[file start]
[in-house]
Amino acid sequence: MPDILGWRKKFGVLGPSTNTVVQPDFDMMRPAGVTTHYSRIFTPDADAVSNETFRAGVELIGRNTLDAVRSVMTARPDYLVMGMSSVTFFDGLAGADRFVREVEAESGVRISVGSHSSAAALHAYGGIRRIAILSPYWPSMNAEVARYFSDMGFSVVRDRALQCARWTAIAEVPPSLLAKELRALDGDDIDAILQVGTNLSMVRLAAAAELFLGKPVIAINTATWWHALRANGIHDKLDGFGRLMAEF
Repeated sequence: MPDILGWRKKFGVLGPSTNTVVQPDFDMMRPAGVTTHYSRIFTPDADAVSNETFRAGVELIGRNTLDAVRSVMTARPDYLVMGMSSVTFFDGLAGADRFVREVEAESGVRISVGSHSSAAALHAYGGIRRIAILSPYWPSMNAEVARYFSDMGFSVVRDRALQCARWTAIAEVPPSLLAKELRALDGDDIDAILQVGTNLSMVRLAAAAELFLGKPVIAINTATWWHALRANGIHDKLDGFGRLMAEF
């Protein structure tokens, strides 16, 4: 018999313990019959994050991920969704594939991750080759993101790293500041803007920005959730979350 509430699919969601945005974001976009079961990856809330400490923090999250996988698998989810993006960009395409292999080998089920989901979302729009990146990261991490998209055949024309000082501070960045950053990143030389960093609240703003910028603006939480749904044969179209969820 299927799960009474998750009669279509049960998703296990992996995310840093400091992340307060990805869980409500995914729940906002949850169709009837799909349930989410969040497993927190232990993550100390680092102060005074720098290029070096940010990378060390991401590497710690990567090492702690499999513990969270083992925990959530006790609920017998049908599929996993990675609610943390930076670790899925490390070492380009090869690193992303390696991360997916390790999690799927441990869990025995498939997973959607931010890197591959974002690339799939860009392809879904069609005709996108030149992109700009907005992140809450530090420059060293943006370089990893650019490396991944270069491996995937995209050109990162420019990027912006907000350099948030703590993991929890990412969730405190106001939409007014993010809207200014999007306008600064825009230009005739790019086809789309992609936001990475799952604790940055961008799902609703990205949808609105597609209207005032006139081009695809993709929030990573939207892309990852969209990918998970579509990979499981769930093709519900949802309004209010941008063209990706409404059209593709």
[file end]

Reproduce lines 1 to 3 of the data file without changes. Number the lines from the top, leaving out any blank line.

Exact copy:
[in-house]
Amino acid sequence: MPDILGWRKKFGVLGPSTNTVVQPDFDMMRPAGVTTHYSRIFTPDADAVSNETFRAGVELIGRNTLDAVRSVMTARPDYLVMGMSSVTFFDGLAGADRFVREVEAESGVRISVGSHSSAAALHAYGGIRRIAILSPYWPSMNAEVARYFSDMGFSVVRDRALQCARWTAIAEVPPSLLAKELRALDGDDIDAILQVGTNLSMVRLAAAAELFLGKPVIAINTATWWHALRANGIHDKLDGFGRLMAEF
Repeated sequence: MPDILGWRKKFGVLGPSTNTVVQPDFDMMRPAGVTTHYSRIFTPDADAVSNETFRAGVELIGRNTLDAVRSVMTARPDYLVMGMSSVTFFDGLAGADRFVREVEAESGVRISVGSHSSAAALHAYGGIRRIAILSPYWPSMNAEVARYFSDMGFSVVRDRALQCARWTAIAEVPPSLLAKELRALDGDDIDAILQVGTNLSMVRLAAAAELFLGKPVIAINTATWWHALRANGIHDKLDGFGRLMAEF